A big shift is taking place among used truck buyers, one that's ramping up demand for aerodynamic trucks spec'd for fuel economy at the expense of classic long-hood conventional trucks sporting big horsepower engines.

“We're seeing a lot more action where aerodynamic tractors are concerned now, while people are parking traditional-styled owner-operator trucks,” Terry Williams, editor of The Truck Blue Book, tells Fleet Owner. “It'll be interesting when we compile our October valuations to see how much the price gap has closed between aerodynamic and traditional trucks — if a gap exists at all anymore.”

“Buyers want more fuel-efficient trucks now,” adds Carl Heikel, CEO for Arrow Trucks. “Owner-operators and fleets alike are looking for aerodynamic trucks with major components spec'd for lower fuel consumption. The big square truck with high horsepower engines has lost a lot of value.”

“It's a paradigm shift all related to fuel prices,” says Drew Backeberg, vp-marketing for Daimler Trucks Remarketing, which supports the SelecTrucks used equipment brand. “Customers now more than ever are focused on fuel-efficient vehicles, which is hurting the value of classic ‘long and tall’ trucks. We don't think the market's memory is going to be short term going forward. We don't think buyers will go back to buying long and tall after this.”

A WELCOME SHIFT

For several of the big OEM-backed used truck operations, this is a welcome shift. The inventory for both Arrow Trucks (owned by Volvo Trucks North America) and SelecTrucks (owned by Daimler Trucks North America) are heavily weighted in favor of aerodynamic-styled fleet tractors, so both stand to make big gains should the model shift now occurring among Class 8 used truck buyers hold true.

“About 95% of our inventory is predominantly aerodynamic trucks,” says Richard Simons, gm-south region, for Daimler Trucks Remarketing. “We think, going forward, this puts us in a good position.”

Increasing exports of used trucks to places such as Russia, Africa and the Middle East are also helping balance out the domestic market to a degree — softening what could have been a much harder landing for used truck dealers as a result of high fuel prices and a slowing freight market. Three or four years ago, used truck exports ranged between 3,000 and 4,000 units. Last year, exports rose to over 40,000.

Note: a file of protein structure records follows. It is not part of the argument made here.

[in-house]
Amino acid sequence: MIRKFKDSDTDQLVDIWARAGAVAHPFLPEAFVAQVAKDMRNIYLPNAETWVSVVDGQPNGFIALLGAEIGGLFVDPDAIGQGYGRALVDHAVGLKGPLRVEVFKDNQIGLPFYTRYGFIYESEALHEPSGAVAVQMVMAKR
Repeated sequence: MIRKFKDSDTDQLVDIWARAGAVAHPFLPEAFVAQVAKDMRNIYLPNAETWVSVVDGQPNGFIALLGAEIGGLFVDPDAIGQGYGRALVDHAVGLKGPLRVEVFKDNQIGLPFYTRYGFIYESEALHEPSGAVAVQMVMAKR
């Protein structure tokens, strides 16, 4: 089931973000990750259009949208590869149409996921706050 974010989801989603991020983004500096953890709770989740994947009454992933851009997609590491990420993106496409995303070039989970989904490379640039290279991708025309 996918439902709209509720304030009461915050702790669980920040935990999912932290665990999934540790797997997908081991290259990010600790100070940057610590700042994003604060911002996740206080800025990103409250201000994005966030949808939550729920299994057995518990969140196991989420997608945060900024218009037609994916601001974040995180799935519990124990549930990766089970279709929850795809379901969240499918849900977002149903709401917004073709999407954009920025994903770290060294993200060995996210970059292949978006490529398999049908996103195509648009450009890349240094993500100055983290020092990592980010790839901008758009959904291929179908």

“The growth in exports has normalized or balanced out the used truck market here in the U.S.,” says Daimler's Backeberg. “Typically, when you have a market downturn, you have an oversupply of used trucks. But because of strong exports, it's helped balance our supply and pricing to a degree.”

“There's a lot of demand overseas for used trucks right now,” says Arrow's Heikel. “One huge advantage we have is the value of the dollar is down. That's really making our products attractive; it's a huge price advantage.”

That's not to say the used truck market is doing swimmingly by any means. “In general, on the retail side of our business, sales are mirroring what's going on in the new truck side of the business — they are down about 30%,” Heikel stresses. “High fuel costs, freight prices that don't adequately cover operating costs, and the credit crunch are creating a lot of difficulties for buyers. But the market is still doing reasonable well — it's not great, but it's not horrible.”

“It's pretty tough but we're moving some iron,” adds Richard Holmes, a salesman with an Arrow Truck Sales dealership in Elizabeth, NJ. “We're finding that private fleets and moving and storage companies are doing a lot of the buying now.”

“Activity is down but business is still steady,” notes The Truck Blue Book's Williams. “There hasn't been a collapse in the used truck market; they are still selling equipment.”